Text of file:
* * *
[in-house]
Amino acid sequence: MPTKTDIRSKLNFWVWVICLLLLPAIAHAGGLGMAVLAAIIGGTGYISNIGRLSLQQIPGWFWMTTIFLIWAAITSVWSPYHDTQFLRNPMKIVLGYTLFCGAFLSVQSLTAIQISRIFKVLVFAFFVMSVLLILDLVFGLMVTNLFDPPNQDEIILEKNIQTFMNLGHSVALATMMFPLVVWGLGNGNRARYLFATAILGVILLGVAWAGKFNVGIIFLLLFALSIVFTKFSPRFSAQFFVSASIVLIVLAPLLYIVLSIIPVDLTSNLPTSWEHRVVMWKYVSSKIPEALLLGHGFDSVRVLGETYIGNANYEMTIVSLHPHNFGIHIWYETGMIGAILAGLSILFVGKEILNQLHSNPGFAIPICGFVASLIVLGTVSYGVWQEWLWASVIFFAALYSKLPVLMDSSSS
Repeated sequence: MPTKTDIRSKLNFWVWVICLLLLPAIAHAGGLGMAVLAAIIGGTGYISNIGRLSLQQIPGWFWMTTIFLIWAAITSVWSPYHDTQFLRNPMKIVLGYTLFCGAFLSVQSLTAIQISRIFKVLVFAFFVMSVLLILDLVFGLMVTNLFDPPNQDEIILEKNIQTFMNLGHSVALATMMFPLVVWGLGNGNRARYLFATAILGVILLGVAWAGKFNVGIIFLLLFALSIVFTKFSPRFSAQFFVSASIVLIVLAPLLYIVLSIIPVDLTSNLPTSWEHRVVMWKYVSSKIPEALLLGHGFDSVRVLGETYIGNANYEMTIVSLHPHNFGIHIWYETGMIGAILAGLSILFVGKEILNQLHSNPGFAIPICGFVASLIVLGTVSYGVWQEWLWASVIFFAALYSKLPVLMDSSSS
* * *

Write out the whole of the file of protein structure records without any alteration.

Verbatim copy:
[in-house]
Amino acid sequence: MPTKTDIRSKLNFWVWVICLLLLPAIAHAGGLGMAVLAAIIGGTGYISNIGRLSLQQIPGWFWMTTIFLIWAAITSVWSPYHDTQFLRNPMKIVLGYTLFCGAFLSVQSLTAIQISRIFKVLVFAFFVMSVLLILDLVFGLMVTNLFDPPNQDEIILEKNIQTFMNLGHSVALATMMFPLVVWGLGNGNRARYLFATAILGVILLGVAWAGKFNVGIIFLLLFALSIVFTKFSPRFSAQFFVSASIVLIVLAPLLYIVLSIIPVDLTSNLPTSWEHRVVMWKYVSSKIPEALLLGHGFDSVRVLGETYIGNANYEMTIVSLHPHNFGIHIWYETGMIGAILAGLSILFVGKEILNQLHSNPGFAIPICGFVASLIVLGTVSYGVWQEWLWASVIFFAALYSKLPVLMDSSSS
Repeated sequence: MPTKTDIRSKLNFWVWVICLLLLPAIAHAGGLGMAVLAAIIGGTGYISNIGRLSLQQIPGWFWMTTIFLIWAAITSVWSPYHDTQFLRNPMKIVLGYTLFCGAFLSVQSLTAIQISRIFKVLVFAFFVMSVLLILDLVFGLMVTNLFDPPNQDEIILEKNIQTFMNLGHSVALATMMFPLVVWGLGNGNRARYLFATAILGVILLGVAWAGKFNVGIIFLLLFALSIVFTKFSPRFSAQFFVSASIVLIVLAPLLYIVLSIIPVDLTSNLPTSWEHRVVMWKYVSSKIPEALLLGHGFDSVRVLGETYIGNANYEMTIVSLHPHNFGIHIWYETGMIGAILAGLSILFVGKEILNQLHSNPGFAIPICGFVASLIVLGTVSYGVWQEWLWASVIFFAALYSKLPVLMDSSSS